Other things that have been at play here, of course, are also the number of people that live in and around those locations. Clearly, they want to capture the greatest number of people as they can.
And other things that we've done to support them in that is to advise them as to areas whereby we conduct specific area security operations where we could gather new security and enable new voter registration and voting activities to occur, as I said, particularly in the south.
We've worked very hard to integrate the efforts of planning and security across the board. And as I said, even in the last couple of days as we approach the 20th of August, the final number of the polling centers will be determined by the security on the ground.
And as the IEC becomes content with that advice provided to them by the Afghan security forces and ourselves, they'll finalize that number and the last detail will be put into place to deliver the ballot material forward to the intended polling locations and also to confirm the Afghan security force arrangements on the ground as to where they need to be at and with the appropriate number of people given the threat that might exist in that area. And we'll be in position to support them in that activity.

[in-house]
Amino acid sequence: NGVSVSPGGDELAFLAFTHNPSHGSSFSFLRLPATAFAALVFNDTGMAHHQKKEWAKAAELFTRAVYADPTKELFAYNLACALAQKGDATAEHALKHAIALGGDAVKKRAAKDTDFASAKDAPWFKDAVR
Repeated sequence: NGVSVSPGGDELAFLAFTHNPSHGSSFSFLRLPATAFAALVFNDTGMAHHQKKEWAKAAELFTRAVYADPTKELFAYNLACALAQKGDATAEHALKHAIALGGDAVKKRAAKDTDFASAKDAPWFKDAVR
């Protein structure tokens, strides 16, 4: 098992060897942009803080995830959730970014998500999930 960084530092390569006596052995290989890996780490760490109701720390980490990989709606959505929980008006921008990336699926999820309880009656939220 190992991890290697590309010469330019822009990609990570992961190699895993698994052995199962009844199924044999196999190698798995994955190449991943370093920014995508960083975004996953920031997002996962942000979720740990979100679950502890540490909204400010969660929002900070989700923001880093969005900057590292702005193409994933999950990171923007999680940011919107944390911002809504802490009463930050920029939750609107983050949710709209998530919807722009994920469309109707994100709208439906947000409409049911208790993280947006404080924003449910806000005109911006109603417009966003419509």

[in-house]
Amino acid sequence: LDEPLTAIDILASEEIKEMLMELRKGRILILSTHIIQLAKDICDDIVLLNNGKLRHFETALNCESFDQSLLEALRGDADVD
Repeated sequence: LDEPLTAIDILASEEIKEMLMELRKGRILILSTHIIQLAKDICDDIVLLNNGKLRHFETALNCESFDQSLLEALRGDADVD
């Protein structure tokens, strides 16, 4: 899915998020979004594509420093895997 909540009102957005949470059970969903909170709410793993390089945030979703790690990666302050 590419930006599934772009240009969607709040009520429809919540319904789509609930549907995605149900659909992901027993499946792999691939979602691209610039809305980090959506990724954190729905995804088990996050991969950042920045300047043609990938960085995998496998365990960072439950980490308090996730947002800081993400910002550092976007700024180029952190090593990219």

Q (Inaudible) -- Adrian Frost from Talk Radio News Service. You said you are advisers, but you also have basically the longest history and the most knowledge. So how comfortable are they taking your advice, even though that you're basically, you know, a third- party capacity?
GEN. CANTWELL: Yeah. My personal experience has been that they've been very willing and keen to take advice and assistance.
Certainly, we have capabilities from the range of troop-contributing nations that make up ISAF that they don't have yet and probably are some time away from developing.
But in terms of advice, it covers the spectrum of planning -- short-, medium- and long-term planning; coordination of activities on the ground, in particular those relating to the security for these elections; logistic planning and, also, sharing of information and intelligence.